Teton County Public Health reports significant increase in Whooping Cough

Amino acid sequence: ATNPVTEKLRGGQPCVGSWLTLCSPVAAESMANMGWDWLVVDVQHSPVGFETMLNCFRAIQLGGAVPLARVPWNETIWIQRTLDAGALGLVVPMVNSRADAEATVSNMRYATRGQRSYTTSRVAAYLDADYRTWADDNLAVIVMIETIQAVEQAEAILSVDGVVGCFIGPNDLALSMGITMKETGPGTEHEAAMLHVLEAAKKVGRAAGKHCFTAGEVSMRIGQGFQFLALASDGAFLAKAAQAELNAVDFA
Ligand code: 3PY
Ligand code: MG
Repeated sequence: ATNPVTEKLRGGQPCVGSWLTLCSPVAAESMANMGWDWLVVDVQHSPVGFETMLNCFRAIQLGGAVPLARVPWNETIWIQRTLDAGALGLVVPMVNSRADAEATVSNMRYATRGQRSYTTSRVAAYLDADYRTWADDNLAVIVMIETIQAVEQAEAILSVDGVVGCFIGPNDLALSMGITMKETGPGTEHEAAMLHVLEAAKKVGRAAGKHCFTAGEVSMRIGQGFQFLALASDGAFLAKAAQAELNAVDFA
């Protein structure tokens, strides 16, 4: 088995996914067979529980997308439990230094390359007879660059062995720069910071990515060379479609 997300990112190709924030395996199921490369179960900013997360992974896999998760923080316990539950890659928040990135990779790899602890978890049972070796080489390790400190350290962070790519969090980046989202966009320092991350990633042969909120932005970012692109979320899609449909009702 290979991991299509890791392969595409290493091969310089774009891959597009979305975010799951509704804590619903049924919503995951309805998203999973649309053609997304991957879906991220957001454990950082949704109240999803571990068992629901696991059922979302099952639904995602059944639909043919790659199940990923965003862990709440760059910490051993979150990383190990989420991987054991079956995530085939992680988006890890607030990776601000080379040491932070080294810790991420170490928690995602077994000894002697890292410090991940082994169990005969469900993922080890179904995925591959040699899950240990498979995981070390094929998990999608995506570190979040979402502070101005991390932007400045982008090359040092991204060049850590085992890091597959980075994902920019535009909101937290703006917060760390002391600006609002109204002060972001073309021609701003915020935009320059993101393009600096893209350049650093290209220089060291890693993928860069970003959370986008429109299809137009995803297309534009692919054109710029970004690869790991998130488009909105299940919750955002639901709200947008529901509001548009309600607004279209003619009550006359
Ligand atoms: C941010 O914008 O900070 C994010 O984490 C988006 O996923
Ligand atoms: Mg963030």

(Jackson, Wyo.) - Today, Teton County Public Health announced that there have been eight cases of Pertussis (also known as Whooping Cough) confirmed in Teton County so far in 2015. Teton County has had a significant increase in cases of Pertussis (Whooping Cough) this fall. The total number of confirmed Pertussis cases in Teton County is eight for the year to date, which represents one-third of all cases in the State of Wyoming for 2015. The cases in Teton County have been in both vaccinated and unvaccinated children and adults. The actual number of cases is likely higher because upper respiratory illnesses may not be recognized as Pertussis. Whooping Cough is a bacterial disease that is easily transmitted from person to person. It spreads through the air during talking, sneezing, or coughing. It can be a very serious illness, especially for young infants. During the first one to two weeks, persons with Whooping Cough may only experience a runny nose and non-productive cough, similar to a cold. Young children may have more serious coughing fits, often followed by a whooping sound as they try to catch their breath. After coughing, a person may have difficulty catching their breath, vomit, or become blue in the face from lack of air. Between fits, the person often feels well. Coughing spells may continue for several weeks or months. Adults and children seven years of age and older who get Whooping Cough may have only a prolonged cough. Although Whooping Cough is often thought of as a childhood disease, it can occur among persons of any age. Protection from vaccination wears off over time, so school-aged children, adolescents, and adults can introduce Whooping Cough into households where there are preschool-age children and infants who are not protected. Anyone with an unexplained acute cough illness or who has had close contact to a person with Whooping Cough should contact their health care provider. Early diagnosis and treatment may reduce the severity of symptoms and shorten the contagious period. Teton County Public Health encourages all residents to check with their healthcare providers to make sure they are up to date on their Pertussis vaccine and boosters to help protect vulnerable residents, especially infants. “Vaccines are the most effective tool we have to protect against Pertussis. Therefore, it is important for all residents to get the recommended vaccinations to keep our community immunity (or herd immunity) strong.” said Teton County Health Officer, Dr. Travis Riddell. In a statement from the Centers for Disease Control and Protection, herd immunity is described as a situation where through vaccination and prior illness a sufficient proportion of the population is immune to an infectious disease, making its spread from person to person unlikely. Due to this, people who are ineligible for vaccinations, such as infants, are protected because the disease is unable to spread among the community. Unfortunately, unlike the natural immunity that develops when a person has had a number of other infectious diseases, a person does not develop immunity from having had Pertussis in the past. Since we are also at the beginning of flu season, Teton County Public Health would like to remind everyone to: - Cover your cough and sneeze: sneeze and cough into your elbow to limit the spread of disease. - Wash your hands frequently with warm, soapy water. - Stay home when you are ill to contain your germs. - Report signs and symptoms of illnesses that do not go away within 3-5 days to your healthcare provider. If you have questions about Pertussis please call Teton County Public Health at 307-733-6401. *Feature Photo: h/t / Pitchengine Communities* #buckrail #news